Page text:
The study published in the Neurotherapeutics journal has validated a new pharmacological target for Alzheimer’s disease. The results show that the inhibition of the soluble epoxide hydrolase (sEH) enzyme in murine models of the disease reduces the neuroinflammatory process, thus improving the endogenous response of the organism and reducing the deterioration and death of the neurons that causes this type of dementia. These results reaffirm the role of that protein in the evolution of Alzheimer diseases and show its inhibition as a potential therapeutic strategy for this pathology and also for other that present neuroinflammation.
Drugs currently used to treat Alzheimer's disease have very limited efficacy and only in mild stages of the disease. The researchers have identified this strategy as a new therapeutic target based on the pathophysiological pathways of the disease, alternatively to those studied in recent years.
The researchers state that sHE is linked to the progression of Alzheimer's, thus being considered a new pharmacological target. Animal experiments were carried out to check the effects of 3 oral sEH inhibitors (structurally different) and found that they all prevented cognitive impairment and reduced all markers of the disease, thanks to its neuroprotective effect.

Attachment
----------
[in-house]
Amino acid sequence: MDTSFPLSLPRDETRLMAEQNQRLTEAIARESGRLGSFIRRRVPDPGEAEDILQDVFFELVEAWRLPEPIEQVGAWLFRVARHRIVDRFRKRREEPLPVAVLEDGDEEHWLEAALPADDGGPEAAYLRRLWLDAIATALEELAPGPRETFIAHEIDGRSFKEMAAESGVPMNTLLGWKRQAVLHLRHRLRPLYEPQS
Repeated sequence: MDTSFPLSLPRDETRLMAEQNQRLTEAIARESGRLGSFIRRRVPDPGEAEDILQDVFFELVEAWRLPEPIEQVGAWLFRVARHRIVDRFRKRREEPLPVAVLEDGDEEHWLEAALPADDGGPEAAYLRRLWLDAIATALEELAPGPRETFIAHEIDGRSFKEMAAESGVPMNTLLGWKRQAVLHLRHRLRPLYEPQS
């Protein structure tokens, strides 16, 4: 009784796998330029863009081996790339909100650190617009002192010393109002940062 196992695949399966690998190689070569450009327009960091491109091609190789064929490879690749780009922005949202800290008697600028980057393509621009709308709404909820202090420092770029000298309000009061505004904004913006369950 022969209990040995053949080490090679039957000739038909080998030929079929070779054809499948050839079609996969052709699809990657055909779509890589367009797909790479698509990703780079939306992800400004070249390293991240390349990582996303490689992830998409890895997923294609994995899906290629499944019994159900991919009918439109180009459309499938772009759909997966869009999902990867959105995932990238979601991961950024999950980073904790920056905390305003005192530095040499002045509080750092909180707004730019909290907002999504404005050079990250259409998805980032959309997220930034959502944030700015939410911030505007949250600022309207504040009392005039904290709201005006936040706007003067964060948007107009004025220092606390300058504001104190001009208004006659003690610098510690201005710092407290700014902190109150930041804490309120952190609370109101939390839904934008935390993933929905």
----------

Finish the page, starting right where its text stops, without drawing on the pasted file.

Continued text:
The researchers of the IIBB-CSIC Coral Sanfeliu and Rubén Corpas have collaborated with the professors of the Faculty of Pharmacy and Food Sciences Mercè Pallàs (Institute of Neuroscience), Santiago Vázquez (Institute of Biomedicine of the UB, IBUB), Carles Galdeano (IBUB) and Christian Griñán-Ferré (Institute of Neuroscience). Experts from the Autonomous University of Barcelona (UAB), the University of Santiago de Compostela and the University of California-Davis have also participated.